The balloon-frame building invented in Chicago in 1833

The building technique that helped give rise to mass-produced suburbia was invented in Chicago in 1833:

But traditional building methods required hand-hewn beams, hand-wrought mortise and tenon joints, lapped half dovetails, and something more crucial — labor-intensive construction at a time when labor was spread too thin.

Then in Chicago, Augustine Taylor got credit for creating balloon-frame construction, a hammer-and-nails forerunner to the light-frame construction that still dominates U.S. housing…

Experienced builders supposedly derided Taylor’s St. Mary’s Church in Fort Dearborn as “balloon-framed” because it looked like a stiff breeze would blow it away. But many accounts suggest the name came from a similar French Missouri type of construction called maison en boulin

Chicago architect John M. Van Osdel attributed the invention to Chicago carpenter George W. Snow in 1832. The Chicago History Museum and other scholars point out that Virginia carpenters in the 17th century — facing similar pressures to build fast — employed similar techniques. But it wasn’t mass-produced like Chicago was prepared to do. Between 1866 and 1875, the Lyman Bridges Company of Chicago sold pre-fab balloon-frame structures to western settlers, one of several purveyors of so-called “sectionalized housing.”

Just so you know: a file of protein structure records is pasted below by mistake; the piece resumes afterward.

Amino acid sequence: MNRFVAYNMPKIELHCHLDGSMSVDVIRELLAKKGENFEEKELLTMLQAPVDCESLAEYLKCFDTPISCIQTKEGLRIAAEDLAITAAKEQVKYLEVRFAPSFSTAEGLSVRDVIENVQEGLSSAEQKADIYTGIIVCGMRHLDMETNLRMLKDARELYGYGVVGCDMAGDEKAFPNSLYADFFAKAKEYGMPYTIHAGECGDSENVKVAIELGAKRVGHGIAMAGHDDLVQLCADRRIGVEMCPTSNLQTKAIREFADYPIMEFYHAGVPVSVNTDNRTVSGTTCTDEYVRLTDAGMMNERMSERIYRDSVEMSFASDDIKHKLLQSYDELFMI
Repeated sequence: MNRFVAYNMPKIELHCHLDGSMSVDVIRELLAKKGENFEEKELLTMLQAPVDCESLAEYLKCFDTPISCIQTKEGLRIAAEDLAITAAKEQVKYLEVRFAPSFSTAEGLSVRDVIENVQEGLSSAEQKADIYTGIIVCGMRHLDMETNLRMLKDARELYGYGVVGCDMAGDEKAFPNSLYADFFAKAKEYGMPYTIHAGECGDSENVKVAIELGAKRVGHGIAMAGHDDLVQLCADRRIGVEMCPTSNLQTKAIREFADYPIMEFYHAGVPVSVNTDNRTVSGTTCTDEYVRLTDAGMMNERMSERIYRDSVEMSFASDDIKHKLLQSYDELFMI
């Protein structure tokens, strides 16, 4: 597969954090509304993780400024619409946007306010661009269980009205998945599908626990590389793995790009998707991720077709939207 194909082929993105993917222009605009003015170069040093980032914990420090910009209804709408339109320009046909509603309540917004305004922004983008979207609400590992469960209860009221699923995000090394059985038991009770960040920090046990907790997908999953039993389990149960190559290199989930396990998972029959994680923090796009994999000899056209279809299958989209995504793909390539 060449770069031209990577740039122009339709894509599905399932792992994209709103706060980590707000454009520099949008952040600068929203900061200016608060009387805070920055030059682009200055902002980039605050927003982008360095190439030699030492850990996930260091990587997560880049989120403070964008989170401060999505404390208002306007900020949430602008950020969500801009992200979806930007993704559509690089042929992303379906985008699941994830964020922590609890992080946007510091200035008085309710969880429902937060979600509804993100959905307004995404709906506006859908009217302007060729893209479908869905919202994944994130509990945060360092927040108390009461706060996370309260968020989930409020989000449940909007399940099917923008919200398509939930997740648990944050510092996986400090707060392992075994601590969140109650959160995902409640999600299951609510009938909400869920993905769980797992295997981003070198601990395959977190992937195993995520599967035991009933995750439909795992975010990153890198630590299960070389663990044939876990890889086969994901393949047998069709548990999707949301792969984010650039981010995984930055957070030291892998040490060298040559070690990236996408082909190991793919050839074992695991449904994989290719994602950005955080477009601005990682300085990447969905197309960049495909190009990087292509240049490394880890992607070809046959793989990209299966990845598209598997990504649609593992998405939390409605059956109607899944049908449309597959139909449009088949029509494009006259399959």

This technique was perfectly suited for mass produced suburban housing in the post-World War II era as it could involve standardized parts, be constructed quickly, and be done cheaply. Builders like the Levitts could quickly construct the frame of a home (after a foundation was laid) and then have a series of other workers come through to complete the home. The majority of American homes rely on wood studs nailed together – not complicated but relatively sturdy.

It is interesting to see that this is the #5 innovation from Chicago’s history. Considering the work that went into some of the others (like #8 Reversing the Chicago River), the balloon-frame structure had an outsized impact on American life.

0 thoughts on “The balloon-frame building invented in Chicago in 1833

  1. Pingback: McMansions show disconnect between “worker[s] and automated tool[s]“ | Legally Sociable

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